Simple past vs. present perfect: I learned/have learned it along with basketball from an early age

I am still a bit confused about the proper use of tenses in a longer sentence. It would mean a lot to me if you could explain the difference between past simple and present perfect in a different context:

“Tennis is my favorite sport: I learned/have learned it along with basketball from an early age in New York.”

Looking forward to your reply


Here are my suggestions:

Tennis is my favorite sport. I learned to play it along with basketball from an early age while I was living in New York.

Tennis is a my favorite sport. I’ve been practising it along with baseketball from an early age.


Thanks again, this is a great website.

You’re right, to learn something is a finite action therefore past simple is preferable. I have learned it is better to define the time-frame and adjust the sentence accordingly. I hope that last phrase is accurate since I just realized it after reading your reply. I should only use the past simple tense if it happened long ago?


Thanks a lot for your positive feedback, it’s great to hear you like our site. Since there are 12 tenses in the English language using them correctly can be a complex issue. What you should keep in mind is that we usually use the simple past whenever there is an indicator as to when something happened in the past such as (3 hours ago, last week, in 2014, etc.)

We have lots of exercises covering the correct use of the tenses and you might want to try and answer all the tense related questions starting with this one: Verb Tense Practice (1) - English Test |


Let me add my two cents to what Torsten has stated.

As regards the use of tenses, both past simple and past perfect can be used in a single sentence in which you might want to refer to two activities, one having taken place earlier than the other. In such a situation, you are required to show the first activity (past in the past) in the past perfect tense construction as in the following examples.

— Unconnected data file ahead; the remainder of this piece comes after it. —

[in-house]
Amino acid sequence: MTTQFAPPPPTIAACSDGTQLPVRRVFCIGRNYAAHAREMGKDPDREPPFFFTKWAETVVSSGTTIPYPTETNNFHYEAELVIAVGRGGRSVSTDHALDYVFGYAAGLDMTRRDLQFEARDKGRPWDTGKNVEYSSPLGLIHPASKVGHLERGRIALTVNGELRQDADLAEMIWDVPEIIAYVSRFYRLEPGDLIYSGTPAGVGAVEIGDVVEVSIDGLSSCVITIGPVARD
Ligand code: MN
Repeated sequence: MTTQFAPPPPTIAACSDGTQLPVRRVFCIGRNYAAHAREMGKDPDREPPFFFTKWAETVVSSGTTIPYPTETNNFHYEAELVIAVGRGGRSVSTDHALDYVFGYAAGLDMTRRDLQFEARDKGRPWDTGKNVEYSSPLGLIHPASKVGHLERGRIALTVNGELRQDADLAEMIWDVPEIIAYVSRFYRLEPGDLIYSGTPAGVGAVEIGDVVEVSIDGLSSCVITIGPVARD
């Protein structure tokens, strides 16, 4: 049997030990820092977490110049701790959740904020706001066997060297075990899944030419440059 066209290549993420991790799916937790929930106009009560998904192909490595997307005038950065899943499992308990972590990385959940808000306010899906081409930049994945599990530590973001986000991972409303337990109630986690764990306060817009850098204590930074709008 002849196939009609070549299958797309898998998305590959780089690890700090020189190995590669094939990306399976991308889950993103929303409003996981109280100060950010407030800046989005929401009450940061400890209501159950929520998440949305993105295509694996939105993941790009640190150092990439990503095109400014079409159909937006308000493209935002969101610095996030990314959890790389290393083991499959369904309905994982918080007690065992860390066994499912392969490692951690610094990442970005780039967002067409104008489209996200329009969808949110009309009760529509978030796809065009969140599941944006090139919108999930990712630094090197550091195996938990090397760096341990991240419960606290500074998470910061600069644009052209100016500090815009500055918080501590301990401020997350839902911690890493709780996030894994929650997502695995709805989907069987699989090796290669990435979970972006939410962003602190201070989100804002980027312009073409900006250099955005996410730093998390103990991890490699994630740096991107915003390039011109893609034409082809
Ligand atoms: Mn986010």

1. When I went to the cinema, the film show had started. (Here, I could not reach the theatre before the film show began)
  2. The thief had run away when the police arrived. (Here again, the police were late, and they reached after the thief left)

Further, you should use only the past simple when the activity is reported as having taken place at a specific time in the past as in the following examples:

  1. The Prime Minister visited the gulf countries last month.
  2. Shakespeare was born in the year 1564.

Thank you for your reply, that’s exactly what I was missing.

I guess it’s the whole “from a time in New York” thing that’s perplexing. “From a young age” can be replaced with “since I was very young” which is ongoing and goes with the present participle. On the other hand, “in New York” is more specific. I have two time frames and only one verb. I also have “along with” stating that one action happens at the same time as another one. That’s three.


Did I say participle? I meant present perfect. Today seems to be my day for not spellchecking properly.


The way I see it, if the question is “when” something happened, the answer is past simple. If the question is “how long since” something has happened, the answer is present perfect. Am I making any sense at all?